Off The Grid: Mark Lehn Heads to Australia’s Heron Island for Qantas Airlines
Pitches from clients can vary greatly, with some being intricate and detailed and others being broad and vague. Photography being a creative profession, many in the industry crave at least a modicum of creative freedom. Mark Lehn got that and then some for a recent gig with Qantas Airlines’ in-flight publication, “Travel Insider.” The Australian visited picturesque Heron Island, which sits just off the country’s east coast. Here’s a summation of the magazine’s pitch:
This was a three-day shoot, and I had a lot of creative freedom. I think the art director said something like ‘just make people want to go there.’
Even with an abundance of creative freedom — or perhaps because of it — Mark needed to buckle down and do his homework ahead of the excursion. Fortunately, the Aussie had three outlets for preparation, including content produced by the name most associated with nature documentaries.
I had heard quite a lot about Heron Island as it had been featured in a Sir David Attenborough show and he visited the island quite recently. It looked amazing, so I was excited to go.
The second way Mark prepped for the shoot was by reading the accompanying article drafted for the story. Since author Tracey Withers had already been to Heron Island by the time Mark got out there, he could use her musings as a point of reference upon arrival. In addition, Mark received more background info about the location through connecting with Heron’s PR firm.
Tracey was up at Heron a few weeks before me. I read a draft of her article on the plane on my way up to the island. I was also working closely with the island’s PR company in the weeks before, getting permission to fly my drone and working on other logistics, as it’s a national park.
Mark also says he “talk[s] to as many people as he can to find out about what [he’s] shooting,” which is most likely what led to his getting the best image of the assignment.
I was told by the staff on the island that if you get up early there are a lot of rays actually asleep under the jetty. Every morning at dawn, I would go swim under the jetty and photograph everything that was under there.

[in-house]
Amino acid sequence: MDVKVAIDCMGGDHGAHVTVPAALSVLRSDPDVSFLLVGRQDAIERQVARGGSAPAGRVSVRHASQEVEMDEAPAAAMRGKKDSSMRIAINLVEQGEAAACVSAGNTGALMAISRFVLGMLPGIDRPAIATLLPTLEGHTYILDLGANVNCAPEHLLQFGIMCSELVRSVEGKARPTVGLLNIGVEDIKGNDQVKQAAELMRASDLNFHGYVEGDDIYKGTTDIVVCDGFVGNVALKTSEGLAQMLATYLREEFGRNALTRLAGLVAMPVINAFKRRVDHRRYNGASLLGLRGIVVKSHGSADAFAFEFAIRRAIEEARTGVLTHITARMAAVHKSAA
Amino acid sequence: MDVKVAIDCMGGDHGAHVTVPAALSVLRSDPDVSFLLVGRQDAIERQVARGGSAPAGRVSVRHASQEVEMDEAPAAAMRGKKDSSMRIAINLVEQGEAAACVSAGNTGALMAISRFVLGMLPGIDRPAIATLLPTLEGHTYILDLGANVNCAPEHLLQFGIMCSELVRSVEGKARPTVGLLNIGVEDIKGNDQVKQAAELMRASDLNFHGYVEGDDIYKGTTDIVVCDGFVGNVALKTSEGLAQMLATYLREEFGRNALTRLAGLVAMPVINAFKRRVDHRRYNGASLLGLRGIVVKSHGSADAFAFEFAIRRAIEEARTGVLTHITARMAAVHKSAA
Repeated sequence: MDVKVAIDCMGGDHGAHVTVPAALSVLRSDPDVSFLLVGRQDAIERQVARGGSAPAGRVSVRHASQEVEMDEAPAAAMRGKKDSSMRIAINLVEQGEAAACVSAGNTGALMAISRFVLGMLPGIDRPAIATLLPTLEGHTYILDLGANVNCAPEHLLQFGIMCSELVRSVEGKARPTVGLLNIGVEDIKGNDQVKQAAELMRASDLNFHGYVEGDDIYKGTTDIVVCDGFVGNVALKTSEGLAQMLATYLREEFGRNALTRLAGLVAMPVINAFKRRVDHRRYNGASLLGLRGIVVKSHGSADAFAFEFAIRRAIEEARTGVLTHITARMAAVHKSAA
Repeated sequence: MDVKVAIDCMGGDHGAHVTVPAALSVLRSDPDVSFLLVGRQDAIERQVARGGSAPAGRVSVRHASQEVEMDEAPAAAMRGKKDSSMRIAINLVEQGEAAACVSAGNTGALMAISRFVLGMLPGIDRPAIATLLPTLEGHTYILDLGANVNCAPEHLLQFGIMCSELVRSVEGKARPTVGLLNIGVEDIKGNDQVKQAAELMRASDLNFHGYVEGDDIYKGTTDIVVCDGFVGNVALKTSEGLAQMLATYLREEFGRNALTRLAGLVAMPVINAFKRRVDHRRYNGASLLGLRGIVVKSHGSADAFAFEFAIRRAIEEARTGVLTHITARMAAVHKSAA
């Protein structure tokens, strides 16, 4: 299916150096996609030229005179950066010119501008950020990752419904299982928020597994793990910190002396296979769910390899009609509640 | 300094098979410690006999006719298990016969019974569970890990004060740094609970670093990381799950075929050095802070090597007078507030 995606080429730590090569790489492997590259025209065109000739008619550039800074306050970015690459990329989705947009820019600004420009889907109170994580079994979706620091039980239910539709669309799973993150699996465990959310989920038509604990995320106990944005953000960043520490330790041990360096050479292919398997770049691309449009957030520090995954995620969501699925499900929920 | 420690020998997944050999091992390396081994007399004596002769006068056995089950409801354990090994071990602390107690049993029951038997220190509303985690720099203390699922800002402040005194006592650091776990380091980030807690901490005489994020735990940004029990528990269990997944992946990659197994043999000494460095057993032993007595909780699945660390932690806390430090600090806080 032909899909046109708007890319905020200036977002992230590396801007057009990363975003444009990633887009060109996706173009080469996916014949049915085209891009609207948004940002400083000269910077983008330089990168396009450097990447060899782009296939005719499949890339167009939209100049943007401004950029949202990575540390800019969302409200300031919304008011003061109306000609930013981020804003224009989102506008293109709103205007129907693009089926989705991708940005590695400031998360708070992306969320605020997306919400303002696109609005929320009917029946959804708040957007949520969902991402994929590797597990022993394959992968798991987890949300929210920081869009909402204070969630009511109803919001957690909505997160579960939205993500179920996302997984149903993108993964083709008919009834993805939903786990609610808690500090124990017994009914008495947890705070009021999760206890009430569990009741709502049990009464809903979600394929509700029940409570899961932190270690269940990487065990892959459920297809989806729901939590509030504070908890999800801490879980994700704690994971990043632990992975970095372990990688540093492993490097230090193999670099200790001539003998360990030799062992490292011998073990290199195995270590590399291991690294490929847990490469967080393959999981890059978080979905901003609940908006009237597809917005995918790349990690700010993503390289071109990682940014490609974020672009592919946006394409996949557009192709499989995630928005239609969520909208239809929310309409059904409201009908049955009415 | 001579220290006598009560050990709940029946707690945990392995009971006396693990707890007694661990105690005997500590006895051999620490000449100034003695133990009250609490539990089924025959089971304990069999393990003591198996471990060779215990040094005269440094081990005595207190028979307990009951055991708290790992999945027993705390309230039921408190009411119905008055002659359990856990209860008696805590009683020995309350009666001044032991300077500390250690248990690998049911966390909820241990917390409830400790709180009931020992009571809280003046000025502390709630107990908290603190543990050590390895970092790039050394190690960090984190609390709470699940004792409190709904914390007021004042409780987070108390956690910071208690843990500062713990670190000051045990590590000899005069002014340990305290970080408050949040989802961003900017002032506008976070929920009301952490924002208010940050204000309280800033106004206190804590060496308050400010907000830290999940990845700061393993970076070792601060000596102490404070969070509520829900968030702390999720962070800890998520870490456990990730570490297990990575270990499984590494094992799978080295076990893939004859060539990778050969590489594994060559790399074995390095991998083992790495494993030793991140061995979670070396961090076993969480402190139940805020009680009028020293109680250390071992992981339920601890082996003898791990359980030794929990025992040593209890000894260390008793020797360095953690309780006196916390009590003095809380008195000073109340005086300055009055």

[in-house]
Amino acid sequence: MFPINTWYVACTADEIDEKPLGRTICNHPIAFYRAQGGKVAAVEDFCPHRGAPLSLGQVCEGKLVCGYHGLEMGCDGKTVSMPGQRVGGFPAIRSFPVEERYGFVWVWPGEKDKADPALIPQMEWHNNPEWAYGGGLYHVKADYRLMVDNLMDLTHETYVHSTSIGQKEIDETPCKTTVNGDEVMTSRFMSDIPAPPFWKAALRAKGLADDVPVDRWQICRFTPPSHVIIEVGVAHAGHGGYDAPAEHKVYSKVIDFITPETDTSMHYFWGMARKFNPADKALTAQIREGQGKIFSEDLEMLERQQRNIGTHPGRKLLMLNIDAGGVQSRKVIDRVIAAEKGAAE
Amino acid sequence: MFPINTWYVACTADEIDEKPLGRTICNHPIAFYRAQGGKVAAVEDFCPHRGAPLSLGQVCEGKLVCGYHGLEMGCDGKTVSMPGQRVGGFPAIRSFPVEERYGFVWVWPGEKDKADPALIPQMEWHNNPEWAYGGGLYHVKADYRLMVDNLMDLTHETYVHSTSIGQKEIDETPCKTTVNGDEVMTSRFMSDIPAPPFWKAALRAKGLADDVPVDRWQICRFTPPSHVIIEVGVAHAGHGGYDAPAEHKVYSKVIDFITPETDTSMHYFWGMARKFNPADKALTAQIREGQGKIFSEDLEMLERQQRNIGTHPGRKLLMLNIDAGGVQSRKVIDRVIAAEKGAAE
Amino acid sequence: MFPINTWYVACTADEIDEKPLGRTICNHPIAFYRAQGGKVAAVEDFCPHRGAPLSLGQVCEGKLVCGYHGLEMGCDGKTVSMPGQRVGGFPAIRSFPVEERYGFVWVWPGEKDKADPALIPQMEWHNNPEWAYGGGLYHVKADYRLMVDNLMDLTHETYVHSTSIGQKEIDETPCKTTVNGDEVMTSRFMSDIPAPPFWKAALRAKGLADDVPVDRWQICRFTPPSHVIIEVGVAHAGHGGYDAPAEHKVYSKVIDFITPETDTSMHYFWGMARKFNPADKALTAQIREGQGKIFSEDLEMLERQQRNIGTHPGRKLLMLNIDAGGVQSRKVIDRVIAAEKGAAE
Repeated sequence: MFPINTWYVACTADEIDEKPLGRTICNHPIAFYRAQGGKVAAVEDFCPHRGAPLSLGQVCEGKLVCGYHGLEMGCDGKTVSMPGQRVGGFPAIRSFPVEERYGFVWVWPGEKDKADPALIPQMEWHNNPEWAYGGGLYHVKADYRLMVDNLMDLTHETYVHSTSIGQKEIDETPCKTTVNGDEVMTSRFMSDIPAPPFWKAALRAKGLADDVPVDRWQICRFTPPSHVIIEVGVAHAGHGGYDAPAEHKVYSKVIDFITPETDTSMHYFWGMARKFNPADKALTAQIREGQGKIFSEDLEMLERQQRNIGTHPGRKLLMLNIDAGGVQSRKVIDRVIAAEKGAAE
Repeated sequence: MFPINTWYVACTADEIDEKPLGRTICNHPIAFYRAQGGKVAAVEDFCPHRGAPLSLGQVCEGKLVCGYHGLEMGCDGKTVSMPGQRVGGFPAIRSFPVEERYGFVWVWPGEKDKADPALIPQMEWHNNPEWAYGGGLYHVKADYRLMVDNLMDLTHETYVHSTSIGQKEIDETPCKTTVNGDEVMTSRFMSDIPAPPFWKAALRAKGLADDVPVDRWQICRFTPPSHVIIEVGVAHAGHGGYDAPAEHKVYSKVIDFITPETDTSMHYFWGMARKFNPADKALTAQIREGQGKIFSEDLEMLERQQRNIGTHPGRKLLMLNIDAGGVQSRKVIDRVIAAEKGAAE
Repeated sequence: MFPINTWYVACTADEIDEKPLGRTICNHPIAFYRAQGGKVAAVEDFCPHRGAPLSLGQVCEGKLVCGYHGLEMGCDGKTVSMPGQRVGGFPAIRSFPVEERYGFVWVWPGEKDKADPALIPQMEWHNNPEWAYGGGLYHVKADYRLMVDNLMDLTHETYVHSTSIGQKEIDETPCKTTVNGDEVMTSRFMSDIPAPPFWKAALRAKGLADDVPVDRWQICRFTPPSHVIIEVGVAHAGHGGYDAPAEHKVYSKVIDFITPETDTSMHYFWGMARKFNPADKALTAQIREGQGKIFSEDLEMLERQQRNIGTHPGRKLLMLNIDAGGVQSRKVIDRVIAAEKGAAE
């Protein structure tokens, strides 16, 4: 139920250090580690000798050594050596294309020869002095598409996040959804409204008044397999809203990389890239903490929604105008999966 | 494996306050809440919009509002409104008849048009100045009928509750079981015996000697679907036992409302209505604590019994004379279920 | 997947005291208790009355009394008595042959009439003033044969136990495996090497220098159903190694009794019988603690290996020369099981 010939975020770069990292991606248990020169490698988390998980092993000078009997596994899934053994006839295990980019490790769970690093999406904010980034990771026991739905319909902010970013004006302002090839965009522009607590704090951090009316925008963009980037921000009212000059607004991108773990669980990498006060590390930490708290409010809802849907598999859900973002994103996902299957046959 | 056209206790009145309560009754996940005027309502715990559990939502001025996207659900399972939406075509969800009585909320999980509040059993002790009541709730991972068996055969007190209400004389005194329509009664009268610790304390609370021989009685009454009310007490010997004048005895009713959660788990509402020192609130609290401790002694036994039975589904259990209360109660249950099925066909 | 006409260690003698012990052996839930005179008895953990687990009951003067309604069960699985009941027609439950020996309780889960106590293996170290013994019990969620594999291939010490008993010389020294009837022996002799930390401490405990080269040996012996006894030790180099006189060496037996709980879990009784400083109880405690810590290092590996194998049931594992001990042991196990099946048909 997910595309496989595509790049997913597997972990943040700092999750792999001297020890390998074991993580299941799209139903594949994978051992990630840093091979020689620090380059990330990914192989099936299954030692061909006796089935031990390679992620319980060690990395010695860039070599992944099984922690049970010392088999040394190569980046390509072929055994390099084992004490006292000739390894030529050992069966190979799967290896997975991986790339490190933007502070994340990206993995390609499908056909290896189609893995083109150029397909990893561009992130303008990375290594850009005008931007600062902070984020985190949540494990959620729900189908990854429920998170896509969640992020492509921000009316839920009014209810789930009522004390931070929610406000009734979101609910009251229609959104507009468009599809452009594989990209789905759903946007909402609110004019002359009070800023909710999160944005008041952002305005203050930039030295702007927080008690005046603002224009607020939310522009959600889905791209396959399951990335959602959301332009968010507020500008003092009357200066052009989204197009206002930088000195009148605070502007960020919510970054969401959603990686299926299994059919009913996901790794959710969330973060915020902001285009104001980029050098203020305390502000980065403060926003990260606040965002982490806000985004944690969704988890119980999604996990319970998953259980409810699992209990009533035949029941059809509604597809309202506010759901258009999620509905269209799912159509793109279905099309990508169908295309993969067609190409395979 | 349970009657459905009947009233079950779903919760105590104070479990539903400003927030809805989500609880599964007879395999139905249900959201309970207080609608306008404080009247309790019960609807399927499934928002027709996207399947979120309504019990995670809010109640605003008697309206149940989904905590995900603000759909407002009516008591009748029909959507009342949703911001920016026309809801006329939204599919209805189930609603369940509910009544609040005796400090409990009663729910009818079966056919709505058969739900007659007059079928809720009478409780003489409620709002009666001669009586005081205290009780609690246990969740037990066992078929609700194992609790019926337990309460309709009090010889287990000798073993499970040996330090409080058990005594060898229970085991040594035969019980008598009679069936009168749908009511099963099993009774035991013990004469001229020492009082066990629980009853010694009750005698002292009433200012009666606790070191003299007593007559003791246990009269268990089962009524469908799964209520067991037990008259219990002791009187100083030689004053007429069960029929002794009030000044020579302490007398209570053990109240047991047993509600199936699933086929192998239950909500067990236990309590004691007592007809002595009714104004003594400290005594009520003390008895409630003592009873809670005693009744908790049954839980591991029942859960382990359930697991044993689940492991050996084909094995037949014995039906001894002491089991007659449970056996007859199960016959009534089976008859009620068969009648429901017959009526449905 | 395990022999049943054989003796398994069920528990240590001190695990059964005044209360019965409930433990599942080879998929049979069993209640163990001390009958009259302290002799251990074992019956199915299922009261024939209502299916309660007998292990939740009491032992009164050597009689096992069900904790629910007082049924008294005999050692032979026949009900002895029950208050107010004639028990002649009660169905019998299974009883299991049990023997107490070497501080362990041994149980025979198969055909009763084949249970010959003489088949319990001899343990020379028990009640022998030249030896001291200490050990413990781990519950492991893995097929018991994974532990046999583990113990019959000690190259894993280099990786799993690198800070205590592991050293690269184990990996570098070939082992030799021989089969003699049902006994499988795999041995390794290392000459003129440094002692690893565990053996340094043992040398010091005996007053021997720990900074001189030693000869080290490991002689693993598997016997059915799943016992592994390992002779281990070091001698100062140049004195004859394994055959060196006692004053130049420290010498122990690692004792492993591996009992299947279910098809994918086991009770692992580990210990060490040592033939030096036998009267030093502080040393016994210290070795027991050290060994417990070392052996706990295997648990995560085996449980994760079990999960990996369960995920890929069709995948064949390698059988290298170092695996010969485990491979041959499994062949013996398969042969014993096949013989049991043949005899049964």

The craziest animal I photographed was the shovel-nosed ray. I hadn’t seen one before, so it was pretty cool to see one up close!
And when you go to take pictures underwater at dawn, you have to see things up close or else you won’t see them at all. Like, the animal has to be fewer than 10 feet in front you, as Mark found out.
There was limited visibility because the sun had not come up yet, so I could only see what was right in front of me. A guy on the jetty actually yelled down to me at one point and said, ‘did you see that shark?’ He said it was about two meters long and just 10 feet in front of me. I hadn't seen it. If I had, I probably wouldn’t have still been in the water!
Thankfully, Mark side-stepped what could’ve been a pretty terrifying experience and nailed the shoot, so much so that he actually did another assignment for Qantas not long after the Heron work had wrapped.
The reaction was really positive, and I have since worked on a similar shoot with them, my third for the magazine, at a brand-new resort on Wilson Island.
At the beginning of the Heron Island story, Tracey states that humans visit the paradise to “connect with nature — and themselves.” It’s pretty easy to achieve the first part of that description when there isn’t a modern technological amenity in sight. Even on assignment, Mark soaked in the kind of experience that Qantas hopes more people will sign up for in the future.
Just getting off the grid was pretty cool. There’s no mobile reception or Wi-Fi, which isn’t really common anymore. Most of the time you’re snorkeling, diving, bird watching, or walking along the beach. It’s a great place to unplug and relax, even if it’s for work!
Writer: Tracey Withers
Check out more of Mark's work at marklehn.com.
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